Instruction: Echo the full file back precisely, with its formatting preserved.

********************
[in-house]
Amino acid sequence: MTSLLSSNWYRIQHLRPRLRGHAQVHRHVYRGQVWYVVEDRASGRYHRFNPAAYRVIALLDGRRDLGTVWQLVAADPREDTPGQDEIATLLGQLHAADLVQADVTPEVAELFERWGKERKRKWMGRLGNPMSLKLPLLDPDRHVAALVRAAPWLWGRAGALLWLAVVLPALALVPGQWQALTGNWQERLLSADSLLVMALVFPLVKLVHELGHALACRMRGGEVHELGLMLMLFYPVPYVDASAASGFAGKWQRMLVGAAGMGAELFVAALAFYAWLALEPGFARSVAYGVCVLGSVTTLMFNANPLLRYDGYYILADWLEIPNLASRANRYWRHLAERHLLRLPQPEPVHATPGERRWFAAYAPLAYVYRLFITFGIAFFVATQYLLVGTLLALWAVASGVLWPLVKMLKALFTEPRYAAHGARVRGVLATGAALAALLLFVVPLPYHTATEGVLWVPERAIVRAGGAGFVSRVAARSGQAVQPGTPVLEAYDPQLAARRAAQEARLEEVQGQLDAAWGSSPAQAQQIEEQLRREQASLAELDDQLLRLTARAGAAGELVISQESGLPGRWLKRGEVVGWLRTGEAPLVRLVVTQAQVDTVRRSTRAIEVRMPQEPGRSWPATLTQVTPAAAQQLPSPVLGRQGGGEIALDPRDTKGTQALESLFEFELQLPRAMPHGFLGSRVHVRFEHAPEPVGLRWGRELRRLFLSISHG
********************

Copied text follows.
[in-house]
Amino acid sequence: MTSLLSSNWYRIQHLRPRLRGHAQVHRHVYRGQVWYVVEDRASGRYHRFNPAAYRVIALLDGRRDLGTVWQLVAADPREDTPGQDEIATLLGQLHAADLVQADVTPEVAELFERWGKERKRKWMGRLGNPMSLKLPLLDPDRHVAALVRAAPWLWGRAGALLWLAVVLPALALVPGQWQALTGNWQERLLSADSLLVMALVFPLVKLVHELGHALACRMRGGEVHELGLMLMLFYPVPYVDASAASGFAGKWQRMLVGAAGMGAELFVAALAFYAWLALEPGFARSVAYGVCVLGSVTTLMFNANPLLRYDGYYILADWLEIPNLASRANRYWRHLAERHLLRLPQPEPVHATPGERRWFAAYAPLAYVYRLFITFGIAFFVATQYLLVGTLLALWAVASGVLWPLVKMLKALFTEPRYAAHGARVRGVLATGAALAALLLFVVPLPYHTATEGVLWVPERAIVRAGGAGFVSRVAARSGQAVQPGTPVLEAYDPQLAARRAAQEARLEEVQGQLDAAWGSSPAQAQQIEEQLRREQASLAELDDQLLRLTARAGAAGELVISQESGLPGRWLKRGEVVGWLRTGEAPLVRLVVTQAQVDTVRRSTRAIEVRMPQEPGRSWPATLTQVTPAAAQQLPSPVLGRQGGGEIALDPRDTKGTQALESLFEFELQLPRAMPHGFLGSRVHVRFEHAPEPVGLRWGRELRRLFLSISHG